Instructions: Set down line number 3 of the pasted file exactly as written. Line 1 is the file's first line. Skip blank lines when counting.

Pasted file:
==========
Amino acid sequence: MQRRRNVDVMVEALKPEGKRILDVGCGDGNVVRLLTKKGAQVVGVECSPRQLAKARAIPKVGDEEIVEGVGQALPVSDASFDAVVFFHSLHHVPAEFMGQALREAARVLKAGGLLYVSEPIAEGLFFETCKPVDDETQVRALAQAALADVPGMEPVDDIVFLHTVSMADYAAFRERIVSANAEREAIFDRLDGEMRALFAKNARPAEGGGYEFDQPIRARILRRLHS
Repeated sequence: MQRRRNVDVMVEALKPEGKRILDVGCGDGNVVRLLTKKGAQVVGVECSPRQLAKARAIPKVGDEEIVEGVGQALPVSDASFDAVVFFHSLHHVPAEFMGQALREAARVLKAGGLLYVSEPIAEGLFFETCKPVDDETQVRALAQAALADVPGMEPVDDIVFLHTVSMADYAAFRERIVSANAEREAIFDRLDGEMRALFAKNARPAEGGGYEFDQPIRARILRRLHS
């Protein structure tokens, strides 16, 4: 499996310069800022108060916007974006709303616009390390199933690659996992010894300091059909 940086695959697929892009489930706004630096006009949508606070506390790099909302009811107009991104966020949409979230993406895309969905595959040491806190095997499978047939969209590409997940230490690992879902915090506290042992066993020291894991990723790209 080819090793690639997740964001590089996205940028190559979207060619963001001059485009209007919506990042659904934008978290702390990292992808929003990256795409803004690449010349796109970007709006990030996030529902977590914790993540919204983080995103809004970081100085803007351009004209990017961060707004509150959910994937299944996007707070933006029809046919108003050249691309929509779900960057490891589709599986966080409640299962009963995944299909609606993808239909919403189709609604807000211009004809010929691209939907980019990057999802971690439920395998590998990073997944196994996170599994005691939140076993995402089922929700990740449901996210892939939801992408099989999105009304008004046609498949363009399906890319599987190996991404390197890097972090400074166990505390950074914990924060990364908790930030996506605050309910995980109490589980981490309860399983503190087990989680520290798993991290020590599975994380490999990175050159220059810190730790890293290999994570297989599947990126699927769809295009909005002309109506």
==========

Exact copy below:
């Protein structure tokens, strides 16, 4: 499996310069800022108060916007974006709303616009390390199933690659996992010894300091059909 940086695959697929892009489930706004630096006009949508606070506390790099909302009811107009991104966020949409979230993406895309969905595959040491806190095997499978047939969209590409997940230490690992879902915090506290042992066993020291894991990723790209 080819090793690639997740964001590089996205940028190559979207060619963001001059485009209007919506990042659904934008978290702390990292992808929003990256795409803004690449010349796109970007709006990030996030529902977590914790993540919204983080995103809004970081100085803007351009004209990017961060707004509150959910994937299944996007707070933006029809046919108003050249691309929509779900960057490891589709599986966080409640299962009963995944299909609606993808239909919403189709609604807000211009004809010929691209939907980019990057999802971690439920395998590998990073997944196994996170599994005691939140076993995402089922929700990740449901996210892939939801992408099989999105009304008004046609498949363009399906890319599987190996991404390197890097972090400074166990505390950074914990924060990364908790930030996506605050309910995980109490589980981490309860399983503190087990989680520290798993991290020590599975994380490999990175050159220059810190730790890293290999994570297989599947990126699927769809295009909005002309109506």